A cardiovascular surgeon and interventional cardiologist at Houston Methodist Sugar Land Hospital recently completed the first transcatheter aortic valve replacement procedure in Fort Bend County.
Board-certified cardiothoracic and vascular surgeon Marvin D. Atkins, Jr., M.D., and board-certified interventional cardiologist Michael H. Koo, M.D., performed the successful minimally invasive surgery on a 74-year-old patient suffering from aortic valve stenosis, a narrowing of the valve that obstructs blood flow.
“TAVR offers significant benefits over traditional valve replacement surgery,” Atkins said. “With TAVR, we don’t have to open the chest; we access the aortic valve via a catheter — either through the femoral artery or sometimes through a small incision in the arm — and replace it with a specially-designed artificial valve. That means shorter hospital stays, less trauma to chest muscles and heart tissue, greatly reduced complications and a much quicker recovery time. It’s a major step forward for our patients.”
The successful completion of the TAVR marked the first major achievement of the new Houston Methodist Valve Clinic at Sugar Land, which opened in April to bring the latest and most sophisticated valve therapies and clinical trials close to home. Atkins and Koo have long performed the TAVR at Houston Methodist Hospital in the Texas Medical Center, but a recent decision by the Centers for Medicare and Medicaid Services made it possible for the procedure to be done at a broader range of institutions.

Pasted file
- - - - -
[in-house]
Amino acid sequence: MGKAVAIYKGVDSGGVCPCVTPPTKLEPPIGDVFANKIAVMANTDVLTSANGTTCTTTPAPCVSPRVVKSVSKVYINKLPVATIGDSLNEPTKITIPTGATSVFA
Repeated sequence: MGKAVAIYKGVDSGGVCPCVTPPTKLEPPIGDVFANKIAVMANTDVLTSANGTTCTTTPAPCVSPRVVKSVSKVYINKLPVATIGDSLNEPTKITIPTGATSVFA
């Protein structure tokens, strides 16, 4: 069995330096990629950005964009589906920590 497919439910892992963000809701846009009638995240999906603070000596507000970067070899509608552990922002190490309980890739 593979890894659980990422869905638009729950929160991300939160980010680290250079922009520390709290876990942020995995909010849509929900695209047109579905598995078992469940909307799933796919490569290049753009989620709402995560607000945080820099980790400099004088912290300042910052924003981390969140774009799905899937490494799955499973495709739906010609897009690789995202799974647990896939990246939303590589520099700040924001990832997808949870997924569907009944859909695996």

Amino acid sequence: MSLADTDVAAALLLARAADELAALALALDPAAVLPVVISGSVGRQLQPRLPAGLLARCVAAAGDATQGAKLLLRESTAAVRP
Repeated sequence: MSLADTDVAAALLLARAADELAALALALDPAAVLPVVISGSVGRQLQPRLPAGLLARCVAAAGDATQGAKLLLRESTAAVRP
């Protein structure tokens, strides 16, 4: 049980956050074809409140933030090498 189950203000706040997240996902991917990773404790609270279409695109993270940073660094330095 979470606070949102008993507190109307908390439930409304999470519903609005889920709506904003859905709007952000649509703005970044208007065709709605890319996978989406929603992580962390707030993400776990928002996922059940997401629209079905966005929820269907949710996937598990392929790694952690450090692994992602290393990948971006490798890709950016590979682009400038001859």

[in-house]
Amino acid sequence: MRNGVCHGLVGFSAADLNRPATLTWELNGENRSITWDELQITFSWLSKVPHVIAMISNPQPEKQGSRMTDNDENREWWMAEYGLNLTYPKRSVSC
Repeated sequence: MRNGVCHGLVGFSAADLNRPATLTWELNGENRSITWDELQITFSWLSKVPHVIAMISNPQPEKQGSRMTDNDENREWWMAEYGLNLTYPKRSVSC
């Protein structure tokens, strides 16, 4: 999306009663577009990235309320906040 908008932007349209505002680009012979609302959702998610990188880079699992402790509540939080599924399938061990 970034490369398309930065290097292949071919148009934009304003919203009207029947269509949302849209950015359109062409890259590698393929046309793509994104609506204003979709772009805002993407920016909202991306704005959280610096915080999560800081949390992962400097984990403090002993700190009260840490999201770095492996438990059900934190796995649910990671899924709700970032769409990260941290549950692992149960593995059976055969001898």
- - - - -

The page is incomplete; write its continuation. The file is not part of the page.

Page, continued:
“In the past, we would perform all the pre-TAVR work in Sugar Land then travel with the patient to Houston Methodist in the medical center to perform the procedure,” said Atkins. “Now, we can handle everything right here because we have the sophisticated imaging capabilities and hybrid operating rooms that these types of procedures require. Most TAVR patients are very ill, with multiple comorbidities, and being able to offer this valuable service of having a valve replacement close to home, with less time in the hospital, can make a big difference in recovery.”
Because of the Valve Clinic’s affiliation with Houston Methodist Hospital, patients at the clinic in Sugar Land also have access to clinical trials for a variety of heart valve therapies, expanding opportunities for new procedures and technologies close to home.
“There are always multiple valve trials under way at Houston Methodist and our patients from Fort Bend and surrounding areas can participate, if eligible,” said Atkins. “We are working hard to grow our involvement in these trials so that more local patients can benefit.”
Atkins said that TAVR may soon be approved in the United States for use with patients who suffer from aortic valve stenosis but are considered low risk for open heart surgery.
“That is the next step for us,” said Atkins. “TAVR can potentially benefit many more people who suffer from valve stenosis and require a replacement. The data on low-risk patients involved in TAVR clinical trials has been very good and it makes sense to move toward less-invasive procedures whenever possible.”